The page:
As an active research partner in the Center for Healthy Aging at the University of Copenhagen during the last ten years, I have learnt much about the interdisciplinary discourse on ageing. One of my PhD students, Morten Hillgaard Bülow, who wrote about the history and philosophy of the notion of ‘successful ageing’, taught me a lot; we even published a paper together, in which we mapped out some of its most important themes in this vast field — including the interaction between biology, psycho-social contexts and lifestyle choices; the experiences of elderly people; life-course perspectives; optimization and prevention strategies; and the importance of individual, societal and scientific conceptualizations and understandings of ageing — and ended up with a critique of ‘successful aging’.

My take on ageing studies and gerontology is that they are heavily biased towards the medical, health and economic aspects of growing older — i.e., much emphasis on muscular and cognitive abilities, on physical, social and other extroverted activities, on the economic burden of an ageing population, etc. — but too little attention on the phenomenological, aesthetic, spiritual (in a secular sense), and introspective dimensions of growing old. Dignity, self-knowledge, getting prepared for death, etc. are not looming large in the interdisciplinary discourse on ageing.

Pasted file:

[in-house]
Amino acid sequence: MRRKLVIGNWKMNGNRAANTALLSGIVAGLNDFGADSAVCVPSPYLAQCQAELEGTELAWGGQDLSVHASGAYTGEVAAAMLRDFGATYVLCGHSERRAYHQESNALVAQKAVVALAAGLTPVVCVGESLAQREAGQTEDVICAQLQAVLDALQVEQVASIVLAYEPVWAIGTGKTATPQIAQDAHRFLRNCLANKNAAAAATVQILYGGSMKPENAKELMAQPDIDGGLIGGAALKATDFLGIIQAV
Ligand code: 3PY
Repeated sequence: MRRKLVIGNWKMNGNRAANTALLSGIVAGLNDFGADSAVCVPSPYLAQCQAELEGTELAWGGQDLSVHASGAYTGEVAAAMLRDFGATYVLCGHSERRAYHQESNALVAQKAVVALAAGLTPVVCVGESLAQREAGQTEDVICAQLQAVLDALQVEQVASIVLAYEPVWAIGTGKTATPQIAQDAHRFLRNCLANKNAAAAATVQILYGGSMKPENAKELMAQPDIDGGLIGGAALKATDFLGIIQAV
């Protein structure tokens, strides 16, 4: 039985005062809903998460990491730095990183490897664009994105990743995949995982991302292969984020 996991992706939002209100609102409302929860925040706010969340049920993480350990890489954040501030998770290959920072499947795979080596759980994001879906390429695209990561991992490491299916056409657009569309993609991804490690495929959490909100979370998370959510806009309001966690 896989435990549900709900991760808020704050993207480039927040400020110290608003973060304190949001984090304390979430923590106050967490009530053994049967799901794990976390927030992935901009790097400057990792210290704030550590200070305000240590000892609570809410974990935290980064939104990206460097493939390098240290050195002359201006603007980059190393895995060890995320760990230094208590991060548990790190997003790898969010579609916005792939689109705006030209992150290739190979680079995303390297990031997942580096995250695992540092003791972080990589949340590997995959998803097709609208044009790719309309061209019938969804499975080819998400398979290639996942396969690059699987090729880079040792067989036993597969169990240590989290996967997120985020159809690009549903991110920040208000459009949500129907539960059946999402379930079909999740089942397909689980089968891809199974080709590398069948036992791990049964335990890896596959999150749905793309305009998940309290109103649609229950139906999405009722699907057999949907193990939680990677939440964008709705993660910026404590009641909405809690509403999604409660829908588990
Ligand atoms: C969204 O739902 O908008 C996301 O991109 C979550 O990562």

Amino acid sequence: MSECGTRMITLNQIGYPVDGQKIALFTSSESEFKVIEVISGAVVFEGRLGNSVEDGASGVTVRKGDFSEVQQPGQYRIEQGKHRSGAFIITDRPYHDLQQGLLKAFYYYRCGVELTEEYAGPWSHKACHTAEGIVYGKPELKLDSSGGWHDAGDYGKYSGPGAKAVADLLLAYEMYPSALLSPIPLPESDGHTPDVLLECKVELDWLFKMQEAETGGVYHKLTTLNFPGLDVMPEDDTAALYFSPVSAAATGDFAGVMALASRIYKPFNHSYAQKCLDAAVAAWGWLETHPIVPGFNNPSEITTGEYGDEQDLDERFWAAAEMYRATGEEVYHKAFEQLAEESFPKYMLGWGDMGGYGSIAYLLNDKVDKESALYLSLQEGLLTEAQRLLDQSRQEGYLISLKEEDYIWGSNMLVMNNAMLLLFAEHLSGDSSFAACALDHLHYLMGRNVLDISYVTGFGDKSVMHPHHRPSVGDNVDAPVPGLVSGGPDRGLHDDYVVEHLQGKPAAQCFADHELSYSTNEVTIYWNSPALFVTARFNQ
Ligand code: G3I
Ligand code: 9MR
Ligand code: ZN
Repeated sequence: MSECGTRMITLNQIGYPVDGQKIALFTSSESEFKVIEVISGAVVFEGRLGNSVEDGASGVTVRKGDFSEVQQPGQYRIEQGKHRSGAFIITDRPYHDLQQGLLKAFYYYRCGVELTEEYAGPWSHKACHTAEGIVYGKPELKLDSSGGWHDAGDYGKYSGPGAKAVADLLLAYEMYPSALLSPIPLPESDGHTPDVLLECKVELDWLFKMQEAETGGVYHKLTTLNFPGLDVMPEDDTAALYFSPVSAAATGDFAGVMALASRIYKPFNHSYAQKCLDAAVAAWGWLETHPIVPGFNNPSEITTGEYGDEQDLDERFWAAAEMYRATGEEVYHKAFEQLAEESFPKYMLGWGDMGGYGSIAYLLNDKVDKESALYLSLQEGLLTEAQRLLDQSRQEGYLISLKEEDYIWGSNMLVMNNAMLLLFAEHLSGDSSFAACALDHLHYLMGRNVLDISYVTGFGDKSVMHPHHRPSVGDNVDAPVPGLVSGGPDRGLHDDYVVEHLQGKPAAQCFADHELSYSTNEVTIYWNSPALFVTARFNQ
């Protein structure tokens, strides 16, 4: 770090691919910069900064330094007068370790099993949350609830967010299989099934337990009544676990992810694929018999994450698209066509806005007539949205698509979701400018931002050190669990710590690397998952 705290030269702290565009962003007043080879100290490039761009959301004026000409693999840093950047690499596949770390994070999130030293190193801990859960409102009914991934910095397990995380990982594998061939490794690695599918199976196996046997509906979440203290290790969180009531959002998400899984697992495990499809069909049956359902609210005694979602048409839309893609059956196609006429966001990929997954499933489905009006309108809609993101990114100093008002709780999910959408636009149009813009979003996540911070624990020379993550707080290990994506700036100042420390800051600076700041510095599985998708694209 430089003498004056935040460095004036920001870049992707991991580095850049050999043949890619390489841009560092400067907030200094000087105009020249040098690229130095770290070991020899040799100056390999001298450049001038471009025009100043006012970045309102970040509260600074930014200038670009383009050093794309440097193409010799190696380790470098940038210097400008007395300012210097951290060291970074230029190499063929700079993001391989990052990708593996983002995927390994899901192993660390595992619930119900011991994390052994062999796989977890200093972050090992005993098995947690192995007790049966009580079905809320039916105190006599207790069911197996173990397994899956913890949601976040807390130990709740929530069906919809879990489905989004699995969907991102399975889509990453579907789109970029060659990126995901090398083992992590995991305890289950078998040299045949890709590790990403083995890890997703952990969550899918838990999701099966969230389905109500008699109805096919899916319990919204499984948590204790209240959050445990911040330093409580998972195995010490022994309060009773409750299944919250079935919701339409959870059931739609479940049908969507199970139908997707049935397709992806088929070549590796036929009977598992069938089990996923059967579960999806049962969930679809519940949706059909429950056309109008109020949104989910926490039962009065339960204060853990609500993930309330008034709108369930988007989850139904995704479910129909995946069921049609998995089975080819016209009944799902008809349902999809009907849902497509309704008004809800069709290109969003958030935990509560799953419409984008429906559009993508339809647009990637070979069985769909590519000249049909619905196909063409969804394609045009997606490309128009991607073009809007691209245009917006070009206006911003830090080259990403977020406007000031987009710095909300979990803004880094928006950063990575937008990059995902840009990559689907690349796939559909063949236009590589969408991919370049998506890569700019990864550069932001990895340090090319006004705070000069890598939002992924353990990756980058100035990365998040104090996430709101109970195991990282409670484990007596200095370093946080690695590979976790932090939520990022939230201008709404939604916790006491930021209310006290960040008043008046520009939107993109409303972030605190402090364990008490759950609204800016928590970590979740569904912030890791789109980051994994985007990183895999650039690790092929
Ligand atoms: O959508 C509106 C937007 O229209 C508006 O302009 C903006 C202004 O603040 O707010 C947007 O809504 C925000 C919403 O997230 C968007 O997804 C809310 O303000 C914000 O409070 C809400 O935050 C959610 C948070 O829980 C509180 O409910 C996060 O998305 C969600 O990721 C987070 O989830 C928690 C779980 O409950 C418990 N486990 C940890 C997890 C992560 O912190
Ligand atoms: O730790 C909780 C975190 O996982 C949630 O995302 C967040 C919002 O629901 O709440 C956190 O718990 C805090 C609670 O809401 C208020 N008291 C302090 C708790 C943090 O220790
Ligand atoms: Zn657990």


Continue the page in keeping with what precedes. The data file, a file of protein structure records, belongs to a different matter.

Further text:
Such dimensions have been prominent in earlier historical periods, however, and they are still being discussed in parts of the humanities and in theology. Thus one of the aims of this project is to widen the notion of ‘successful ageing’ to include classical ideas like ‘know thyself’, ‘care of self’, ‘graceful ageing’, and even the medieval and early modern practice of ‘art of dying’ (ars moriendi).

Autobiography and ageing

More specifically, this project is based on the idea that autobiography and memoir writing can contribute to a meaningful life. There is in fact an interesting literature on the significance of autobiography for understanding ageing and the use of life stories in gerontological practice (e.g., Gary Kenyon and William Randall, Restorying Our lives: Personal Growth Through Autobiographical Reflection , 1997). I agree with Kenyon and Randall (and others) that autobiographical writing can be a method for caring for oneself in the later phases of one’s life. It’s an excellent way to come to terms with one’s achievements and shortcomings, of attaining mental tranquility (ataraxia), and for preparing oneself for the inevitable end. In that respect, autobiography is an integral part of the tradition in the humanities for ‘know thyself’, ‘care of self’, and ‘graceful aging’. There is even a literature on how autobiography and memoir writing can be practiced as an ars moriendi (the art of dying) (see, e.g., Jeffrey Berman, Dying in Character: Memoirs on the End of Life, 2012).